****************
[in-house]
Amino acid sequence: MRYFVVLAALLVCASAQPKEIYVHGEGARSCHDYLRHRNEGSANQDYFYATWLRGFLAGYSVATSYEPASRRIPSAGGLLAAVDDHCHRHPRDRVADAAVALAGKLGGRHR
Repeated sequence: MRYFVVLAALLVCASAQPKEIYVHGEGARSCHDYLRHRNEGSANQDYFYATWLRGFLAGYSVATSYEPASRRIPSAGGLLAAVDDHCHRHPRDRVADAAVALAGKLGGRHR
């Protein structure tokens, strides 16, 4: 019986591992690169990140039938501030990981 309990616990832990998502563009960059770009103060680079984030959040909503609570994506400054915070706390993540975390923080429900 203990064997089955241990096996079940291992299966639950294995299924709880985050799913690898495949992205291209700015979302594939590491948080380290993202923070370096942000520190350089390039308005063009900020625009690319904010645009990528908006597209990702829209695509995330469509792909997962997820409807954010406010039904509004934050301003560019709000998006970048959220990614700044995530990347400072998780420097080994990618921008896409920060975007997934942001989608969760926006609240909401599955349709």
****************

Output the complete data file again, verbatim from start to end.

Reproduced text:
[in-house]
Amino acid sequence: MRYFVVLAALLVCASAQPKEIYVHGEGARSCHDYLRHRNEGSANQDYFYATWLRGFLAGYSVATSYEPASRRIPSAGGLLAAVDDHCHRHPRDRVADAAVALAGKLGGRHR
Repeated sequence: MRYFVVLAALLVCASAQPKEIYVHGEGARSCHDYLRHRNEGSANQDYFYATWLRGFLAGYSVATSYEPASRRIPSAGGLLAAVDDHCHRHPRDRVADAAVALAGKLGGRHR
């Protein structure tokens, strides 16, 4: 019986591992690169990140039938501030990981 309990616990832990998502563009960059770009103060680079984030959040909503609570994506400054915070706390993540975390923080429900 203990064997089955241990096996079940291992299966639950294995299924709880985050799913690898495949992205291209700015979302594939590491948080380290993202923070370096942000520190350089390039308005063009900020625009690319904010645009990528908006597209990702829209695509995330469509792909997962997820409807954010406010039904509004934050301003560019709000998006970048959220990614700044995530990347400072998780420097080994990618921008896409920060975007997934942001989608969760926006609240909401599955349709």